Caribbean authors take on a variety of techniques to explore their own former (some would argue present) status as colony, as margin to the center of the dominant imperial powers of North America and Europe. Often they seek to express how the political and cultural hegemony of Europe has affected their own psychology. But these writers are not content to merely gripe about the legacy of the past. Rather, they commonly seek empowerment and newfound agency by setting up binarisms such as the center/margin pair and then using their works as vehicles to deconstruct such damaging assumptions.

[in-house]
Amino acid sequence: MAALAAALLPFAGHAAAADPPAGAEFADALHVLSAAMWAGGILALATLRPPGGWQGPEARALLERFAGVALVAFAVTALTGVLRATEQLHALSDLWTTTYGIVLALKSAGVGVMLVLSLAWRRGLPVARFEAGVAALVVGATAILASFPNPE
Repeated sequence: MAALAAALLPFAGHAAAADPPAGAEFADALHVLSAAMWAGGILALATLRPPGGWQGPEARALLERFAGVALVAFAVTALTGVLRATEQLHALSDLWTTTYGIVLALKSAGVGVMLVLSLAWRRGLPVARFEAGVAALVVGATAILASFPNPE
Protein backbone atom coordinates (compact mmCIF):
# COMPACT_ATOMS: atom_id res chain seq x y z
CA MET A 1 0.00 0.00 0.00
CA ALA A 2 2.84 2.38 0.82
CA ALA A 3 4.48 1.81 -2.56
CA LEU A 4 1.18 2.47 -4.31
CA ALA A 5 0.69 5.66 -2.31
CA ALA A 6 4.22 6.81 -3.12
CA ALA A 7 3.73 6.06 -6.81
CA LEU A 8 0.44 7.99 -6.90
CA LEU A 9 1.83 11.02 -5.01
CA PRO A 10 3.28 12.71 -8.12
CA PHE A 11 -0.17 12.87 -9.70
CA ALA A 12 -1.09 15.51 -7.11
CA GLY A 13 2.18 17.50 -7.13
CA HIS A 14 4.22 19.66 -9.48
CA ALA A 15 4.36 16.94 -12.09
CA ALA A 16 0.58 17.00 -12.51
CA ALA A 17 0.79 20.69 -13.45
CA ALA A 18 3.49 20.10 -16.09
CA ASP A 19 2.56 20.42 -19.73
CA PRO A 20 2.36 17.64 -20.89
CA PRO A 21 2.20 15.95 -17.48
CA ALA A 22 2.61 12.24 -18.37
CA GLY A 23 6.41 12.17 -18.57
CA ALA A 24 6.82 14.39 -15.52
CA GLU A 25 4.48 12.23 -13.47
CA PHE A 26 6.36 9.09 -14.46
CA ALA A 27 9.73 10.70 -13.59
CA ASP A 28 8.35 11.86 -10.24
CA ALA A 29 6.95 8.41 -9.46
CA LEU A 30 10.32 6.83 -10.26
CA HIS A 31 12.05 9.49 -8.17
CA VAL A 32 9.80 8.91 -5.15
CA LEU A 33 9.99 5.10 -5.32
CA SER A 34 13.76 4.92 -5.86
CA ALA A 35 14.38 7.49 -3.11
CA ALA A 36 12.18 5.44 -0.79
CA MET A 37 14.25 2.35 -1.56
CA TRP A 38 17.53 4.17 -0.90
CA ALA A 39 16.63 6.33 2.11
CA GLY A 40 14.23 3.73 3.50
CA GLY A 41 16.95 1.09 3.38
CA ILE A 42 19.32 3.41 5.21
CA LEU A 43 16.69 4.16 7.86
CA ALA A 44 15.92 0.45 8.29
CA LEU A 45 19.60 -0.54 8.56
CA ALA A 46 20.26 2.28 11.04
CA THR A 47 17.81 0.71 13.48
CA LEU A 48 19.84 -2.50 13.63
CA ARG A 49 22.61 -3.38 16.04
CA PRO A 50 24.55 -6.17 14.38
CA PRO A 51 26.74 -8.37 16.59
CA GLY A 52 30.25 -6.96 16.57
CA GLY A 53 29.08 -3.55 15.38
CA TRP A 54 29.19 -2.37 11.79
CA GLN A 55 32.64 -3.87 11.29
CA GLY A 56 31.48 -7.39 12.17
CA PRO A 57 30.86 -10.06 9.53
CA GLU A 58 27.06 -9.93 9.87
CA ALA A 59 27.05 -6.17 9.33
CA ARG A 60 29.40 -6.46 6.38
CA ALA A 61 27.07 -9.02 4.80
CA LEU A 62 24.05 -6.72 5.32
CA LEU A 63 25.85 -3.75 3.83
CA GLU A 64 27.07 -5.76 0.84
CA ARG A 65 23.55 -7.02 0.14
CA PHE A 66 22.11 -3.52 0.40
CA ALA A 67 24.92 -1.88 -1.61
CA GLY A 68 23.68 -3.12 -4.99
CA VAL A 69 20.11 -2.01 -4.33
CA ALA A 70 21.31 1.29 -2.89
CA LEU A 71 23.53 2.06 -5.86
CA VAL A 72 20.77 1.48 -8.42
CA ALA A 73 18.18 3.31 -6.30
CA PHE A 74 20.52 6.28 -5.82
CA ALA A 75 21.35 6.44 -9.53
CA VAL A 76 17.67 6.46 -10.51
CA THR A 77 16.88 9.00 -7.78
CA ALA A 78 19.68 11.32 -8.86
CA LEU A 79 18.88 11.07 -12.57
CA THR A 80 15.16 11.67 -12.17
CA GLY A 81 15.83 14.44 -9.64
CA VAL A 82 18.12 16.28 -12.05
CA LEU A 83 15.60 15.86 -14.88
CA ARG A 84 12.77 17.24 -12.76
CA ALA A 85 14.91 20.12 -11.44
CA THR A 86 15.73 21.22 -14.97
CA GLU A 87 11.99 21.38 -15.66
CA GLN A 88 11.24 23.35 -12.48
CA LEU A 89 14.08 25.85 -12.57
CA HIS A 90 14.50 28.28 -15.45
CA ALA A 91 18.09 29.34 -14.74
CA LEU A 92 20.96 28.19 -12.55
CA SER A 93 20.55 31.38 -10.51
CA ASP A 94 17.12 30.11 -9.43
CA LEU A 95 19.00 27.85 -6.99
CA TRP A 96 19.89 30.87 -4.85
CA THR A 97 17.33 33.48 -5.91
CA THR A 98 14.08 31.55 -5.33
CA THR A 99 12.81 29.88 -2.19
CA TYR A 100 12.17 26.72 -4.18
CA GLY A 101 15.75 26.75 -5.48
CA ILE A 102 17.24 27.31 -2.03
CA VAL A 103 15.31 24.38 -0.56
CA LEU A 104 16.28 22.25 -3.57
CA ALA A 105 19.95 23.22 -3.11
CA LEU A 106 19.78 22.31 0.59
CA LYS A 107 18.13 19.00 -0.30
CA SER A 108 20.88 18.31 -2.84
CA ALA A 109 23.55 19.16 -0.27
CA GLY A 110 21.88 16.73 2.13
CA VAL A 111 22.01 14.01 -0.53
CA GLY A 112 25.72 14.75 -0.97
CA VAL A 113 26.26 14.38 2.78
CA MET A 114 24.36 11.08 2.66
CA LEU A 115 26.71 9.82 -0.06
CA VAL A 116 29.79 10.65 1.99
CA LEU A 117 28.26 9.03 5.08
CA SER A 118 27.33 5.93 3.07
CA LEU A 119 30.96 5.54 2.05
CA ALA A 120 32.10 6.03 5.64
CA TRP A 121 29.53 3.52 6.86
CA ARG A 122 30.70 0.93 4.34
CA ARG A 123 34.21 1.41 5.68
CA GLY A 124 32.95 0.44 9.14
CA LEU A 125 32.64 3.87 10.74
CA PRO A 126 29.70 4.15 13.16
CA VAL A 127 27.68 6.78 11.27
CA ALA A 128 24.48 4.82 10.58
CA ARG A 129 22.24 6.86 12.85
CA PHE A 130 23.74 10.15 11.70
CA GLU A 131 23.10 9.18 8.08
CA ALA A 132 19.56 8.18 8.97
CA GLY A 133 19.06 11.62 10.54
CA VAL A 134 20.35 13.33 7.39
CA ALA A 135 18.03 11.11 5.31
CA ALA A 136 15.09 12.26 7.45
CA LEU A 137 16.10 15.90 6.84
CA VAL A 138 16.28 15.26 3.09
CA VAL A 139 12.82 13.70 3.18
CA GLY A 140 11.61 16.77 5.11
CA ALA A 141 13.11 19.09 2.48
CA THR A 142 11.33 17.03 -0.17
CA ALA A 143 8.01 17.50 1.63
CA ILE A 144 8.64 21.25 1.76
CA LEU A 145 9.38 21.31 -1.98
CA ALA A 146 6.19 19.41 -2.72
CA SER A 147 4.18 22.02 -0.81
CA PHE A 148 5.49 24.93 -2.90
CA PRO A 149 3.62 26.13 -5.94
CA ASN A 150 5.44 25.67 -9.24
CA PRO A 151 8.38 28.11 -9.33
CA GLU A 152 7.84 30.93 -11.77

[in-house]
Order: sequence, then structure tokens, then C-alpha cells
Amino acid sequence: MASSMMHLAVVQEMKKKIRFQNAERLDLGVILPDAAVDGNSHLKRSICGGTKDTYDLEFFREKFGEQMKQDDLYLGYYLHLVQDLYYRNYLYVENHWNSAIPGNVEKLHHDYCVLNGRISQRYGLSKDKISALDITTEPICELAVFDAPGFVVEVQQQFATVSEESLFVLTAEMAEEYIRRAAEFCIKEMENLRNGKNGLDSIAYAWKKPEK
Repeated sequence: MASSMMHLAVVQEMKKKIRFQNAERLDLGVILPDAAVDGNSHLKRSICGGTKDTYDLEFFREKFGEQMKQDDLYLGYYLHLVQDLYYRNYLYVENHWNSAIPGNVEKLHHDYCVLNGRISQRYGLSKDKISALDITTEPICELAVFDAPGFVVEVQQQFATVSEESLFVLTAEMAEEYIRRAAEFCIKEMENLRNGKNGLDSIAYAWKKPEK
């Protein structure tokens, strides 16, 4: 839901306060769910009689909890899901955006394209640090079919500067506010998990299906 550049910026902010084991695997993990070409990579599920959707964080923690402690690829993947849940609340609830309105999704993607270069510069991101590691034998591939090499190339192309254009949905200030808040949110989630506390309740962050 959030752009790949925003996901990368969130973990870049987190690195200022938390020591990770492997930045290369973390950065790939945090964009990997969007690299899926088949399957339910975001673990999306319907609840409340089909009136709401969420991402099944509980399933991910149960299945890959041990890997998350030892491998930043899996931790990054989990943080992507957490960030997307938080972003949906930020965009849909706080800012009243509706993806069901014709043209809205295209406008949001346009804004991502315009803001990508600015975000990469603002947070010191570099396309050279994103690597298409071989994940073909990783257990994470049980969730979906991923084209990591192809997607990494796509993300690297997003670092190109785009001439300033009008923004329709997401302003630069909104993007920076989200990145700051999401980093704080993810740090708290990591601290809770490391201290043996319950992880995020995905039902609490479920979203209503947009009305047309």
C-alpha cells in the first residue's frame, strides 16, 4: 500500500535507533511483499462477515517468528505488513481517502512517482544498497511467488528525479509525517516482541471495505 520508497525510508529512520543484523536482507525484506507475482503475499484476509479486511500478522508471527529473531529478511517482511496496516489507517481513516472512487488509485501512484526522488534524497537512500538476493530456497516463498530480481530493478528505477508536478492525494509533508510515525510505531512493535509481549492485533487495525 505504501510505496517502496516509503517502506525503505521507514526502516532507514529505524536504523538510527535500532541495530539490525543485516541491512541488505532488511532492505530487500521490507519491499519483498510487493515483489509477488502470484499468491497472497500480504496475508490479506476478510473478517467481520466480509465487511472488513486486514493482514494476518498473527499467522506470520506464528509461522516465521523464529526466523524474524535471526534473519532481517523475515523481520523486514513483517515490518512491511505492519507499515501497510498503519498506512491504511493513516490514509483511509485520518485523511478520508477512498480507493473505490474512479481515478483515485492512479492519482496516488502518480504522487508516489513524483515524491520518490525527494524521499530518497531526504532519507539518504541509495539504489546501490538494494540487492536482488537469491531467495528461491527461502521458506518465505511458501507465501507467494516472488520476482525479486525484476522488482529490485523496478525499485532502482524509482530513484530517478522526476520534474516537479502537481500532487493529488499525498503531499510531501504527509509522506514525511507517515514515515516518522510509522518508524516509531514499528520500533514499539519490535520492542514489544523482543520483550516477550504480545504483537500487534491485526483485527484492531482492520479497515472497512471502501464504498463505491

Both V.S. Naipaul and Caryl Phillips use doubling--the process of setting up a pair of ostensible opposites--to explore the process of cultural mixture and to toy with traditional notions of the center. Naipaul, in The Enigma of Arrival, and Phillips, in Cambridge, detail how certain characteristics, which should be limited to one of a pair, actually spill over the dividing line of a given category and become a shared similarity. That is, the lines which divide two polar opposites become crooked or even invisible. But whereas Phillips looks outward and employs this technique to eliminate entirely a fixed notion of the center , Naipaul instead turns inward and attempts to place himself in this honored position.